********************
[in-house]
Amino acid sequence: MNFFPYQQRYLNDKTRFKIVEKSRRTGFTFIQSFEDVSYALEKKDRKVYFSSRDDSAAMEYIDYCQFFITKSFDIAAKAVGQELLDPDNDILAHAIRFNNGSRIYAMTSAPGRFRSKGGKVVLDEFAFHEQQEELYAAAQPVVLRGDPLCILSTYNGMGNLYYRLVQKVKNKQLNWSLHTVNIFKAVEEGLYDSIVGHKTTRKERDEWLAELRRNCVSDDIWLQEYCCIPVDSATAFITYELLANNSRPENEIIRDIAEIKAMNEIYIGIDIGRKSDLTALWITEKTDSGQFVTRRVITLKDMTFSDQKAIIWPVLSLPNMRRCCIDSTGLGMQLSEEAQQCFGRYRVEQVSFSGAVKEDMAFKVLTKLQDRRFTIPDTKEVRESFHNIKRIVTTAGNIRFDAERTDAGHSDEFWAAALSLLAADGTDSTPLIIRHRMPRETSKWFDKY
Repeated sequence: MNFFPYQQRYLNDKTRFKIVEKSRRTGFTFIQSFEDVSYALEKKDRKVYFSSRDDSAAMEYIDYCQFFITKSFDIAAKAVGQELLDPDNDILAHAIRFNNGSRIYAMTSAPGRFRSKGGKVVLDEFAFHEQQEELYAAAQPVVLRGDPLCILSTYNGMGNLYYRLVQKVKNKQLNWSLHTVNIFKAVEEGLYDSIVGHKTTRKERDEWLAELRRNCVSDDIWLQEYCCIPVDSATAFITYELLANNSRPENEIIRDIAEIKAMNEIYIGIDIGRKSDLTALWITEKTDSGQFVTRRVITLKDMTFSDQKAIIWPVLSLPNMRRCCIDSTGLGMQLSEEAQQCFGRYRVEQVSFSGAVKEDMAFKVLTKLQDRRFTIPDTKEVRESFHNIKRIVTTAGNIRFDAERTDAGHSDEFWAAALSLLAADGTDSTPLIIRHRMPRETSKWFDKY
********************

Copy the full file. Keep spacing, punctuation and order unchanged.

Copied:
[in-house]
Amino acid sequence: MNFFPYQQRYLNDKTRFKIVEKSRRTGFTFIQSFEDVSYALEKKDRKVYFSSRDDSAAMEYIDYCQFFITKSFDIAAKAVGQELLDPDNDILAHAIRFNNGSRIYAMTSAPGRFRSKGGKVVLDEFAFHEQQEELYAAAQPVVLRGDPLCILSTYNGMGNLYYRLVQKVKNKQLNWSLHTVNIFKAVEEGLYDSIVGHKTTRKERDEWLAELRRNCVSDDIWLQEYCCIPVDSATAFITYELLANNSRPENEIIRDIAEIKAMNEIYIGIDIGRKSDLTALWITEKTDSGQFVTRRVITLKDMTFSDQKAIIWPVLSLPNMRRCCIDSTGLGMQLSEEAQQCFGRYRVEQVSFSGAVKEDMAFKVLTKLQDRRFTIPDTKEVRESFHNIKRIVTTAGNIRFDAERTDAGHSDEFWAAALSLLAADGTDSTPLIIRHRMPRETSKWFDKY
Repeated sequence: MNFFPYQQRYLNDKTRFKIVEKSRRTGFTFIQSFEDVSYALEKKDRKVYFSSRDDSAAMEYIDYCQFFITKSFDIAAKAVGQELLDPDNDILAHAIRFNNGSRIYAMTSAPGRFRSKGGKVVLDEFAFHEQQEELYAAAQPVVLRGDPLCILSTYNGMGNLYYRLVQKVKNKQLNWSLHTVNIFKAVEEGLYDSIVGHKTTRKERDEWLAELRRNCVSDDIWLQEYCCIPVDSATAFITYELLANNSRPENEIIRDIAEIKAMNEIYIGIDIGRKSDLTALWITEKTDSGQFVTRRVITLKDMTFSDQKAIIWPVLSLPNMRRCCIDSTGLGMQLSEEAQQCFGRYRVEQVSFSGAVKEDMAFKVLTKLQDRRFTIPDTKEVRESFHNIKRIVTTAGNIRFDAERTDAGHSDEFWAAALSLLAADGTDSTPLIIRHRMPRETSKWFDKY